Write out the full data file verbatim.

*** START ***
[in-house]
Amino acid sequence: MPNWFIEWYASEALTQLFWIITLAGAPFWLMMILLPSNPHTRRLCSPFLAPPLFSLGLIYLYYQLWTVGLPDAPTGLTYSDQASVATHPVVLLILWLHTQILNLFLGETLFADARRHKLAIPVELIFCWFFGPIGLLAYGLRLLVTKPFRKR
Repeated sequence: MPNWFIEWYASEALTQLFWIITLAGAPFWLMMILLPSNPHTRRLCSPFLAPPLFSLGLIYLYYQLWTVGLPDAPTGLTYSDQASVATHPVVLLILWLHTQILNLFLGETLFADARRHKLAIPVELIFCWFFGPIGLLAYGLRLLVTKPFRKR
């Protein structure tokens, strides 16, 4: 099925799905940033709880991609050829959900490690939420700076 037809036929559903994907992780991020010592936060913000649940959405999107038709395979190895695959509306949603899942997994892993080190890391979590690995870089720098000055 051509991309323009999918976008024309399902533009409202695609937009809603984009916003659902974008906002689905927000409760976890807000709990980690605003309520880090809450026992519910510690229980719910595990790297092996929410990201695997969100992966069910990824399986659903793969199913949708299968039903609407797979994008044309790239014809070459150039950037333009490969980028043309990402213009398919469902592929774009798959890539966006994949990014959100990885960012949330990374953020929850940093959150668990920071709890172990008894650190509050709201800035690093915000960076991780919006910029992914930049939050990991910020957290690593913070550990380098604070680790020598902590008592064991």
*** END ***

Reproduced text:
[in-house]
Amino acid sequence: MPNWFIEWYASEALTQLFWIITLAGAPFWLMMILLPSNPHTRRLCSPFLAPPLFSLGLIYLYYQLWTVGLPDAPTGLTYSDQASVATHPVVLLILWLHTQILNLFLGETLFADARRHKLAIPVELIFCWFFGPIGLLAYGLRLLVTKPFRKR
Repeated sequence: MPNWFIEWYASEALTQLFWIITLAGAPFWLMMILLPSNPHTRRLCSPFLAPPLFSLGLIYLYYQLWTVGLPDAPTGLTYSDQASVATHPVVLLILWLHTQILNLFLGETLFADARRHKLAIPVELIFCWFFGPIGLLAYGLRLLVTKPFRKR
């Protein structure tokens, strides 16, 4: 099925799905940033709880991609050829959900490690939420700076 037809036929559903994907992780991020010592936060913000649940959405999107038709395979190895695959509306949603899942997994892993080190890391979590690995870089720098000055 051509991309323009999918976008024309399902533009409202695609937009809603984009916003659902974008906002689905927000409760976890807000709990980690605003309520880090809450026992519910510690229980719910595990790297092996929410990201695997969100992966069910990824399986659903793969199913949708299968039903609407797979994008044309790239014809070459150039950037333009490969980028043309990402213009398919469902592929774009798959890539966006994949990014959100990885960012949330990374953020929850940093959150668990920071709890172990008894650190509050709201800035690093915000960076991780919006910029992914930049939050990991910020957290690593913070550990380098604070680790020598902590008592064991």